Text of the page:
This package includes two complete classic SF titles: Hyper Street Fighter II and Street Fighter II: Third Strike. Hyper Street Fighter II is an amalgamation of the classic series that allows you to play the characters from the original series once again. While not a true compilation in the strictest sense, this collection is more a combined reissue of the classic characters and stages. Before each match, you can select which of 12 characters you want to play as, then which version of the character you'll play as. The game includes versions of the characters from the original Street Fighter II, SF2 Hyper, SF2 Champion Edition, SF2 Turbo, Super Street Fighter and Super Street Fighter II Turbo. Once selected, you can mix and match them to create some intruiging battles among the classic characters. For example, you can pit the original Ken against Cammy's Super Street Fighter version and see which one would end up victorious. This makes for some very interesting matches and you can see how the characters' moves and abilities evolved and changed over time, which gives the game a high replay value. For an excellent illustration of this, try playing against the same character from different versions of the game and see how they've changed. In some cases, there is little difference, but in other characters, the changes are much more dramatic. This is a really cool aspect of the game that should please die-hard fans to no end. As you'd expect, there are several modes of play for both solo and competitive play. Additional options allow you to change the background music and choose between CPS1, CPS2 and Arranged soundtracks and unlock extras such as Gallery Artwork, view opening animations of all the classic SF games and more.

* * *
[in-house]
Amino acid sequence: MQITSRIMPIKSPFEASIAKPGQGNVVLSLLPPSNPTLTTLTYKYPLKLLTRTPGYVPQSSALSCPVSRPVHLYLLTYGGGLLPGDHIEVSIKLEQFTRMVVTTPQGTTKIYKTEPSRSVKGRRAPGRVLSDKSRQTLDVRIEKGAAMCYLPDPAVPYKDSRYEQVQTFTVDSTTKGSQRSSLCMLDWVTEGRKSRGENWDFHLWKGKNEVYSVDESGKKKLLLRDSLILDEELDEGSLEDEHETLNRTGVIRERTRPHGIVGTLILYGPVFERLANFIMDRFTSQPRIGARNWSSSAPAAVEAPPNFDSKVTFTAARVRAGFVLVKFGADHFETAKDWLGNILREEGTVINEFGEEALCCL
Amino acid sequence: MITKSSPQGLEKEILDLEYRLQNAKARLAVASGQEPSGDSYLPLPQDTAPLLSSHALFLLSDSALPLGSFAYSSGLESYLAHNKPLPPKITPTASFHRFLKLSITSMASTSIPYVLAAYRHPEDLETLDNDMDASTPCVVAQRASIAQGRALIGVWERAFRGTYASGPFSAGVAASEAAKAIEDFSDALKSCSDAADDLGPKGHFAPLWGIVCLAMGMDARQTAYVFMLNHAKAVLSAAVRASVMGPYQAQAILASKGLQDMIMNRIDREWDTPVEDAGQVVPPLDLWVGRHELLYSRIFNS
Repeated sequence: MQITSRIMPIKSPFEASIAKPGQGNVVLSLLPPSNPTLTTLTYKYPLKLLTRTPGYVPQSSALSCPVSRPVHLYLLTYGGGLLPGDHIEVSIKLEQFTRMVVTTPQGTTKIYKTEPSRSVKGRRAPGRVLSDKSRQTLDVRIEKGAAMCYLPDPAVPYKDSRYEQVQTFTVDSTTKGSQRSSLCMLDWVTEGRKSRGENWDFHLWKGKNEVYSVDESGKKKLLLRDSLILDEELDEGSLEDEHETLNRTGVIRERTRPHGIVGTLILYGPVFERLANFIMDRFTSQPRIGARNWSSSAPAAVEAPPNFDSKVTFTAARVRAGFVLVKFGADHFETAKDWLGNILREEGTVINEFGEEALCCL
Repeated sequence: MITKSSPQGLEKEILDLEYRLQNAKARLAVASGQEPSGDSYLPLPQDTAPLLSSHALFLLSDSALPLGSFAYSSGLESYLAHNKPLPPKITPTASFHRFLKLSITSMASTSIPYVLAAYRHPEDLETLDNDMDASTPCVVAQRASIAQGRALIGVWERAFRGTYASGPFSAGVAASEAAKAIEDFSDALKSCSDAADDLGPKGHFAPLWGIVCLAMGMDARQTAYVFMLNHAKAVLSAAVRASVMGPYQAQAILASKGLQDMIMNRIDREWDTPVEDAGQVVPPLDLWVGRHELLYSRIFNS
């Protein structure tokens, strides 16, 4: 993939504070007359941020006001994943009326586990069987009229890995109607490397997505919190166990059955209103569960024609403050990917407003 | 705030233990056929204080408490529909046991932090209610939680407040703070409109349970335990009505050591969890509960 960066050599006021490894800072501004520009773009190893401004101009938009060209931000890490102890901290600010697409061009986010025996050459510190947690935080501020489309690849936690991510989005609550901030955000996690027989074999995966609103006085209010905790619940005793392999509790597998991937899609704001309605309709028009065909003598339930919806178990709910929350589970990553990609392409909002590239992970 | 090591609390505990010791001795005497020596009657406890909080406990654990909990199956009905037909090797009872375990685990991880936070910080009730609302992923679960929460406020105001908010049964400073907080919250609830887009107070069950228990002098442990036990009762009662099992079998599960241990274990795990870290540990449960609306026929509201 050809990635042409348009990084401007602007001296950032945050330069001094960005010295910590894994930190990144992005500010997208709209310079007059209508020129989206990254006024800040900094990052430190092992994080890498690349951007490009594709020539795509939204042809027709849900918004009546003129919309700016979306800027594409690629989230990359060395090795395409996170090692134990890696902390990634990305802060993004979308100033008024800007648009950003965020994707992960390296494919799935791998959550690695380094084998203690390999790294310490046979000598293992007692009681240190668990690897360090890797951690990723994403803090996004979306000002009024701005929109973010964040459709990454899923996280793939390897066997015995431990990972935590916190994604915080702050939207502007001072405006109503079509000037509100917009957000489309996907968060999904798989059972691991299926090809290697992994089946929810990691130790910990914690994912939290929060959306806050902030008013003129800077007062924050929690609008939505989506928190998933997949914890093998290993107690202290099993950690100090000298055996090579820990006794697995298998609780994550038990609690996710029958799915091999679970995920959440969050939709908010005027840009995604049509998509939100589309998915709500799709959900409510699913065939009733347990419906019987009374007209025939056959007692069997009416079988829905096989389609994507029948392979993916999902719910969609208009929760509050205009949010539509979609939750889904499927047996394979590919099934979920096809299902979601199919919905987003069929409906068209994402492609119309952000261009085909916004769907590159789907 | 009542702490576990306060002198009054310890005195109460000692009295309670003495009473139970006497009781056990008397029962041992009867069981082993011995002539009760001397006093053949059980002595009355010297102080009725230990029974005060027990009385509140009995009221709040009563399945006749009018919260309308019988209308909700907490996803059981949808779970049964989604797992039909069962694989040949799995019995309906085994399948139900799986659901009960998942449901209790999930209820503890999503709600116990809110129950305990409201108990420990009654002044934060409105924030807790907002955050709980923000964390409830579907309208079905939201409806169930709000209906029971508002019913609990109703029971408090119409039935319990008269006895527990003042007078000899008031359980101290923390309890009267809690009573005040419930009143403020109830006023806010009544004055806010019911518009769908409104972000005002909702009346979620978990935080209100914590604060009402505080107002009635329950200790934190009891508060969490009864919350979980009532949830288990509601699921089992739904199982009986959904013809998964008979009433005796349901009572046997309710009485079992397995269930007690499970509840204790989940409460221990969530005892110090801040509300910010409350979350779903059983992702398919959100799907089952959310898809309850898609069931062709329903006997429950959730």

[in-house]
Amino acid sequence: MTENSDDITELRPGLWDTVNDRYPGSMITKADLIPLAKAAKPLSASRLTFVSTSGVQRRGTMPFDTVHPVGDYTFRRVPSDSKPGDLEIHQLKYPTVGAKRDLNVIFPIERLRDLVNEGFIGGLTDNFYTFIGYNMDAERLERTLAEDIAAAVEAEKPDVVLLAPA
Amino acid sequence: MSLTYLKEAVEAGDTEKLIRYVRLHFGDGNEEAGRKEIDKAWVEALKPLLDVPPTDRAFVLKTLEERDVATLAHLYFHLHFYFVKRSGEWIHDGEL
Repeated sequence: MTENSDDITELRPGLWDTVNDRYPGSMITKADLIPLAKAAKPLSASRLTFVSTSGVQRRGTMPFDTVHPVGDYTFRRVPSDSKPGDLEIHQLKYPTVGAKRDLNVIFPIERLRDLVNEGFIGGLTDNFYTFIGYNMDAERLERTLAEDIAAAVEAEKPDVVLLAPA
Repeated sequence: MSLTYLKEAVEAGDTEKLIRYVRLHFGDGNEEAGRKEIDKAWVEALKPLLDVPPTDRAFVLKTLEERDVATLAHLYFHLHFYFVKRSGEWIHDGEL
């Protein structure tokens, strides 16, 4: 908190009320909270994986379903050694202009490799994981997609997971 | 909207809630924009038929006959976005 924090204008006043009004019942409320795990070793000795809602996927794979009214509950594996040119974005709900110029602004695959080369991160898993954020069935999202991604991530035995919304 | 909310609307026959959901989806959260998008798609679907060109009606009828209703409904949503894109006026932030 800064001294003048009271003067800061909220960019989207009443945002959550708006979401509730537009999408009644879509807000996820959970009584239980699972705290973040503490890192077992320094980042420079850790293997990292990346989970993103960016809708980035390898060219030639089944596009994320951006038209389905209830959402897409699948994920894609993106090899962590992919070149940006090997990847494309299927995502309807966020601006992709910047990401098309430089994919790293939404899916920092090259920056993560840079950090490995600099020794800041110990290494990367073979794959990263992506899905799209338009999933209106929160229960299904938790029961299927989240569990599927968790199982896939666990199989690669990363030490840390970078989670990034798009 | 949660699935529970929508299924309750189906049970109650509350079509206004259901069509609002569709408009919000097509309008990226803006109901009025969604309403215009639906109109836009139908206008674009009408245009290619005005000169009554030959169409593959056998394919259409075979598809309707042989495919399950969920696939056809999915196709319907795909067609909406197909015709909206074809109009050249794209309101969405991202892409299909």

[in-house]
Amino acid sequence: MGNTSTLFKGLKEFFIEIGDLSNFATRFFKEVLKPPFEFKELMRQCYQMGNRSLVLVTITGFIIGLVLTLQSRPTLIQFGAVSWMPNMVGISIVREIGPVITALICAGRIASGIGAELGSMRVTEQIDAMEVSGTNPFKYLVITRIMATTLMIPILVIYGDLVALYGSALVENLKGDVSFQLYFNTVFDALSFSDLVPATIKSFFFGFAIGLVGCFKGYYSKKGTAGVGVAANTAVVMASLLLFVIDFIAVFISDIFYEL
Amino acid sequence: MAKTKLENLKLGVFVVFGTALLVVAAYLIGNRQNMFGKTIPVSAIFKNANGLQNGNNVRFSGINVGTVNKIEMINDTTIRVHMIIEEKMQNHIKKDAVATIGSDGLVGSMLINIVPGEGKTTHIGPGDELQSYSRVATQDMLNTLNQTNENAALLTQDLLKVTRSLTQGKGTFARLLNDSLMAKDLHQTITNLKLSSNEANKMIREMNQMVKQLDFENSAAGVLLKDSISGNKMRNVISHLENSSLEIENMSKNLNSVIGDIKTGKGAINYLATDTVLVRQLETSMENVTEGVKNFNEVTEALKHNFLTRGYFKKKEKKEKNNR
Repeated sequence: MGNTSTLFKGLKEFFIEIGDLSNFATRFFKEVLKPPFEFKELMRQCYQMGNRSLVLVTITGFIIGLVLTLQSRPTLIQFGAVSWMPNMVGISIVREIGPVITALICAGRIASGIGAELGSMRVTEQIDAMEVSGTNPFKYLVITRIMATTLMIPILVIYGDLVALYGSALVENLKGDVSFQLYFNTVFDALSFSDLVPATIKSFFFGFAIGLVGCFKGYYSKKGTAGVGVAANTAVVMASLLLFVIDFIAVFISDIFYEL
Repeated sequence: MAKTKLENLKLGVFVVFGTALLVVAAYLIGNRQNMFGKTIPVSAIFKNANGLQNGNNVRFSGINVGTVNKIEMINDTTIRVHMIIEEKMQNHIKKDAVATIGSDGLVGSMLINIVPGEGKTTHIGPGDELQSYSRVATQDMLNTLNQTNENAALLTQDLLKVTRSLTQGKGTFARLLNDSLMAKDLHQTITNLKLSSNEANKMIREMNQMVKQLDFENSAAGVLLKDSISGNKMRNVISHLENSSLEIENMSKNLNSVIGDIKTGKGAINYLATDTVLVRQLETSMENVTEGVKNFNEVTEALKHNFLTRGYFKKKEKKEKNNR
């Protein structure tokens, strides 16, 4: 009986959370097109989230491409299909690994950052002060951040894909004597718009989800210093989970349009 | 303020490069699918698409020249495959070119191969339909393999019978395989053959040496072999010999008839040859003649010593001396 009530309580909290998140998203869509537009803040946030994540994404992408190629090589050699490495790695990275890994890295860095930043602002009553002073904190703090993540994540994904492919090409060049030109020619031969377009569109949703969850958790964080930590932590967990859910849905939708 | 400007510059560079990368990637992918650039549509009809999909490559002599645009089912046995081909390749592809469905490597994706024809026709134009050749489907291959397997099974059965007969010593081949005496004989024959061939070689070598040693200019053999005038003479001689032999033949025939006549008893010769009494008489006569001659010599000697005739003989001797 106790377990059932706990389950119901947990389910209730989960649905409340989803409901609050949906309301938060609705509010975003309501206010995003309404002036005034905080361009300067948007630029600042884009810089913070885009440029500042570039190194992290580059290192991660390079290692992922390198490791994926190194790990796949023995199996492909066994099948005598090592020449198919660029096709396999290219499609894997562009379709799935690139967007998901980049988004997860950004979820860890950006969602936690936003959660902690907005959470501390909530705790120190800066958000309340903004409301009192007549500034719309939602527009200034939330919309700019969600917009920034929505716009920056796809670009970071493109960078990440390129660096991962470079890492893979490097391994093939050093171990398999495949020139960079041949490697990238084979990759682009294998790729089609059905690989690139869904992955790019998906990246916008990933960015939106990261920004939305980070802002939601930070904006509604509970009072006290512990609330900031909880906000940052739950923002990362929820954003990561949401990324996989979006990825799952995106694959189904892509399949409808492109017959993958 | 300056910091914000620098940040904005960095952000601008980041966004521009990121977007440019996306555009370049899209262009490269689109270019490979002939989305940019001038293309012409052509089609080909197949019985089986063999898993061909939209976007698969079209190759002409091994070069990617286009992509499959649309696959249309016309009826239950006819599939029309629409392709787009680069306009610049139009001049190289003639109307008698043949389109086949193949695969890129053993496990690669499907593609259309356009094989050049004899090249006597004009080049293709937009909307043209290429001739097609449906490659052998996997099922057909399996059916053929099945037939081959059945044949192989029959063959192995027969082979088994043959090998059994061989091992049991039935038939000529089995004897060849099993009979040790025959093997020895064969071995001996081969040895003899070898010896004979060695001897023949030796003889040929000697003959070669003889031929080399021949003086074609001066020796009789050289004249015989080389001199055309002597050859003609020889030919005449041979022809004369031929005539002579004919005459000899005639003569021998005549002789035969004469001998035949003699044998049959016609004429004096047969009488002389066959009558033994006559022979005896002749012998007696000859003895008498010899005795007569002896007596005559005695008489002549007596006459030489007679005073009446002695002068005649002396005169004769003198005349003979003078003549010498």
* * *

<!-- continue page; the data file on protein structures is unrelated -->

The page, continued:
Playing Hyper SF is strange, especially if you're used to the more elaborate animations, detailed character designs and more forgiving AI of the more recent SF series. Those familiar with the recent Vs., Alpha and III titles, will probably find the older titles a bit limiting, but they hold up well considering their age. The graphics engine seems a bit pale in comparison to these later titles with limited animation frames and moves. However, the fluid challenge of the gameplay more than makes up for this. If you really want to see how far the series has come over the past decade, switch over to Street Fighter III: Third Strike, an excellent conversion of the cult classic arcade game that was previously only available on the Dreamcast. While Street Fighter III didn't have the impact of that SF2 did, it wasn't for a lack of quality or depth. The game showcased a more back to basics approach but added a new Progressive Hit system, which allowed a more accurate reading on where players would hit opponents, adding to the game's overall challenge. Third Strike's other major innovation was the Grade Judge system which ranked players after each match based on their abilities and techniques. The "Special Arts" combo system was simplified, but made more powerful as well, making for a harder but smoother fighting game experience overall. The beautiful animations, off-beat characters and excellent play balance make this one of the better of the recent SF titles. Whatever the reason SFIII failed to match the success of previous games, the series reached its apex with Third Strike, with the added appearance of a few classic characters, better balance, refined move-lists and improved gameplay mechanics making it the best in the series to date. As you'd expect, Third Strike includes a standard Arcade Mode as well as Training and Versus modes to extend it's longevity. This is probably the least-played of the many Street Fighter series, but now players who missed out on it have a second chance, and those familiar with it will be happy to know that this conversion comes through with all its appeal intact. As an extra bonus, Capcom has also included the entire Street Fighter II animated movie on the disc as well. It's not nearly as terrible as the dreadful live-action movie released a few years back and makes a pleasant diversion for anime fans.